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J Travel Med. 2012 Jul;19(4):210-9. doi: 10.1111/j.1708-8305.2012.00609.x. Epub 2012 Apr 19.

Physiological and psychological illness symptoms at high altitude and their relationship with acute mountain sickness: a prospective cohort study.

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Extremes Research Group, School of Sport, Health and Exercise Sciences, Bangor University, Bangor, Gwynedd, UK.



The aim of this prospective observational cohort study was to investigate relationships between acute mountain sickness (AMS) and physical and mental health during a high altitude expedition.


Forty-four participants (mean age, 34 ± 13 y; body mass index, 23.6 ± 3.5 kg·m(2) ; 57% male) completed the Dhaulagiri base camp trek in Nepal, a 19-day expedition attaining 5,372 m. Participants self-reported the following daily physical and mental health: AMS (defined by Lake Louise diagnosis and individual and total symptom scores), upper respiratory symptoms, diarrhea, and anxiety, plus physiological and behavioral factors.


The rate of Lake Louise-defined AMS per 100 person days was 9.2 (95% CI: 7.2-11.7). All investigated illnesses except diarrhea increased with altitude (all p < 0.001 by analysis of variance). Total AMS symptom score was associated with a lower arterial oxygen saturation, higher resting heart rate, more upper respiratory and diarrhea symptoms, greater anxiety, and lower fluid intake (all p < 0.02 by longitudinal multiple regression analyses). However, only upper respiratory symptoms, heart rate, arterial oxygen saturation, and fluid intake predicted future AMS symptoms [eg, an increase in upper respiratory symptoms by 5 units predicted an increase in the following day's AMS total symptom score by 0.72 units (0.54-0.89)].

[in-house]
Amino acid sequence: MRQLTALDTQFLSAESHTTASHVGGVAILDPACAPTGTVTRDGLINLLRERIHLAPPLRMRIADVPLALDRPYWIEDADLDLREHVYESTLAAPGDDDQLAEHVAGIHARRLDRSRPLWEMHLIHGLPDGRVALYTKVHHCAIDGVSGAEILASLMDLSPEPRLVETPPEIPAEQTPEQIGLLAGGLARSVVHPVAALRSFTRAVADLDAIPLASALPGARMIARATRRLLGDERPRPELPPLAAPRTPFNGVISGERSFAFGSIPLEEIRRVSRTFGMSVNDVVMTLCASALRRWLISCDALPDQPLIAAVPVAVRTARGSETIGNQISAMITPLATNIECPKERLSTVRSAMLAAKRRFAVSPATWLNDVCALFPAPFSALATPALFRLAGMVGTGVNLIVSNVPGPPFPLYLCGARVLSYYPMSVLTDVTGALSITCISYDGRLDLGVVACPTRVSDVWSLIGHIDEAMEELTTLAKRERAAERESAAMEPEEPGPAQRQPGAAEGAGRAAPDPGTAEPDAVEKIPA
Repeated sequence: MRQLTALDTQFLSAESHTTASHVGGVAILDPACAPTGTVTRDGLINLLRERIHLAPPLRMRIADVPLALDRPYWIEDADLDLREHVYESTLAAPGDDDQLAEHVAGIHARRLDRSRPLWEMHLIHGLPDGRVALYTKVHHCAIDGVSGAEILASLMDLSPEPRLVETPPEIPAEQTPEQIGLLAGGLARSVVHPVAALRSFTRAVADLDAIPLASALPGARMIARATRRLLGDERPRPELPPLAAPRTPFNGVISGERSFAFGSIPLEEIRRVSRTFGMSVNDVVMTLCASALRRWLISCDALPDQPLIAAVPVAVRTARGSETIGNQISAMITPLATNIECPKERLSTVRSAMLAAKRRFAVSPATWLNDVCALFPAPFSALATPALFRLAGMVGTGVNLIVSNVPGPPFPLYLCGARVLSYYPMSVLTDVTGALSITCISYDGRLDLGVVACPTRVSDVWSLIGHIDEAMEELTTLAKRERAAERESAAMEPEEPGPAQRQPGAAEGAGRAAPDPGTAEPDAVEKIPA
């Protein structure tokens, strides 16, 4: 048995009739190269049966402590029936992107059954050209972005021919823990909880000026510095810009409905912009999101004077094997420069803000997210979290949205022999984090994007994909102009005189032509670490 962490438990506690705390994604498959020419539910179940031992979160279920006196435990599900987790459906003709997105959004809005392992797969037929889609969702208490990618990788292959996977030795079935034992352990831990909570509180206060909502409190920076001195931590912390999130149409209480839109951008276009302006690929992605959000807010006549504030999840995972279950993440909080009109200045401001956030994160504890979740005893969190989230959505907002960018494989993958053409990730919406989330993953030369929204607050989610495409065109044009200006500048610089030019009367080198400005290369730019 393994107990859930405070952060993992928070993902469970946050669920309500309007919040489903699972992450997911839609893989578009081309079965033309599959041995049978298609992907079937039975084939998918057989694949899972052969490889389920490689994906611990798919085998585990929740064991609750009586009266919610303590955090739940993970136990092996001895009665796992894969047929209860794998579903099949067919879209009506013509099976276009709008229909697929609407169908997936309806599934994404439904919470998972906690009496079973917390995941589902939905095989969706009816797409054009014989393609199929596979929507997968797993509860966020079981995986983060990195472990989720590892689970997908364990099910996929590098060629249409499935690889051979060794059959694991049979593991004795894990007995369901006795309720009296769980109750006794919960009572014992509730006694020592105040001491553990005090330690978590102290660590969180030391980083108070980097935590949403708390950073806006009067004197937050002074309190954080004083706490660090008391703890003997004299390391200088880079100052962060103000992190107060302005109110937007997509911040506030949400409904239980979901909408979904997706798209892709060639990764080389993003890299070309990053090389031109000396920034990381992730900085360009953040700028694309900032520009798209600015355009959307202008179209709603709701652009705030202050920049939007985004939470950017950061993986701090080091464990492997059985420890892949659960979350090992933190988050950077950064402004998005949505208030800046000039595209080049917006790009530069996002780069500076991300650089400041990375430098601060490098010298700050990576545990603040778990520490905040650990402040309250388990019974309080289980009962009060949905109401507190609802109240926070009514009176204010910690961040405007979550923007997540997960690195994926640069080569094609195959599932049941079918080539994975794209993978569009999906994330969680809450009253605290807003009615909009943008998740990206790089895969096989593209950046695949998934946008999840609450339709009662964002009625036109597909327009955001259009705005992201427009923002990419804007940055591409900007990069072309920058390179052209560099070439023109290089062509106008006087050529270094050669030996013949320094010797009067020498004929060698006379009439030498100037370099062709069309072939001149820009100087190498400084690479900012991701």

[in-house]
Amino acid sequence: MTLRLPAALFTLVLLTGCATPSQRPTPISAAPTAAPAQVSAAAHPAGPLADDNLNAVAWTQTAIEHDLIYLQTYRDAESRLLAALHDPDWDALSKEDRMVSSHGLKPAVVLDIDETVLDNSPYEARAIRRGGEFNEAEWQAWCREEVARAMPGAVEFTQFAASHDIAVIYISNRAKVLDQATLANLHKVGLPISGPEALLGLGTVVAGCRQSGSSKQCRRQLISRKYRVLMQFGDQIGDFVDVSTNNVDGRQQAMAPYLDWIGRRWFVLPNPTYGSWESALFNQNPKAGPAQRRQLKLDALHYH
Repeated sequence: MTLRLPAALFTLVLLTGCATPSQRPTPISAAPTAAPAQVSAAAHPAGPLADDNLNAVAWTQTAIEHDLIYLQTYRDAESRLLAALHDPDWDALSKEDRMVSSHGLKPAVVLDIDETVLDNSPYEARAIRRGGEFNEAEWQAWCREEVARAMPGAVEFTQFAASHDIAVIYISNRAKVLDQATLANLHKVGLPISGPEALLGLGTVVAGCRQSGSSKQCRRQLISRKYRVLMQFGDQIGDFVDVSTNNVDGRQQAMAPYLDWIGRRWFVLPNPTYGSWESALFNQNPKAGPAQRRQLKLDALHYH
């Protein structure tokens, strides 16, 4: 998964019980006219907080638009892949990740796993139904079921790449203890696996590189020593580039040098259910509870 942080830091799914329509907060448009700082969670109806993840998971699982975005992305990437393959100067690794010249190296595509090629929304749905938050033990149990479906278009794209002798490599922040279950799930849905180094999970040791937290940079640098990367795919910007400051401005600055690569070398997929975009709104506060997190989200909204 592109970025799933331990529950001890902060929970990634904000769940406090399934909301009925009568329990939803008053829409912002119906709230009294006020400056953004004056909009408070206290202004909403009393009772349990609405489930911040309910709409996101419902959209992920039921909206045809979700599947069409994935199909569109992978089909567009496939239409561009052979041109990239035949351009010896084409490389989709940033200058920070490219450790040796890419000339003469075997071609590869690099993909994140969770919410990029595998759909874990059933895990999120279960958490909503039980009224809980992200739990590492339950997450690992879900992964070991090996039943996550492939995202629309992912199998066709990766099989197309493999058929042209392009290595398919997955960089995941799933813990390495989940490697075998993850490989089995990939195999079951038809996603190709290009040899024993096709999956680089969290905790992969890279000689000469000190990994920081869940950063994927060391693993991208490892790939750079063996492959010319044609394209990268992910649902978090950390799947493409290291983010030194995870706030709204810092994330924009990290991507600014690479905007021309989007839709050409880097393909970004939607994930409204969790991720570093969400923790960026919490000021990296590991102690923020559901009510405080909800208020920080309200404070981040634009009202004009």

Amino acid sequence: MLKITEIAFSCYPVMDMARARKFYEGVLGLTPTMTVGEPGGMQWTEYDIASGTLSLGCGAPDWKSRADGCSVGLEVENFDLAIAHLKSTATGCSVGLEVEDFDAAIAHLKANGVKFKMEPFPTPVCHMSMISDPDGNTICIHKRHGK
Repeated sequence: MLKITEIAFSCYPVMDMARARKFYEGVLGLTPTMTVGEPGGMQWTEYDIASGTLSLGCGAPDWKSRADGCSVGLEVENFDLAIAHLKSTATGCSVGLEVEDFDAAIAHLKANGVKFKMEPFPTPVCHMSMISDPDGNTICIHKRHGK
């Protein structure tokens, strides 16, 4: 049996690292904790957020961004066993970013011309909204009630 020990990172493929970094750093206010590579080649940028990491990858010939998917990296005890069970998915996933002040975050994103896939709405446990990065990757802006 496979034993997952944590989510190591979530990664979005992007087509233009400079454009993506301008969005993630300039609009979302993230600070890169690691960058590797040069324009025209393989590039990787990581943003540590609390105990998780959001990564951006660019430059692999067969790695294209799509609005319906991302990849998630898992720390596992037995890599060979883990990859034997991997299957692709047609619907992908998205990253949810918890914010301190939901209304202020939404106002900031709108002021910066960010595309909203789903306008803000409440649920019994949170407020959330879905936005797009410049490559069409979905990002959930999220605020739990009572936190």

Upper respiratory symptoms and anxiety increasingly contributed to symptom burden as altitude was gained. Data were consistent with increased heart rate, decreased arterial oxygen saturation, reduced fluid intake, and upper respiratory symptoms being causally associated with AMS. Upper respiratory symptoms and fluid intake are the simplest targets for intervention to reduce AMS during high altitude exposure.

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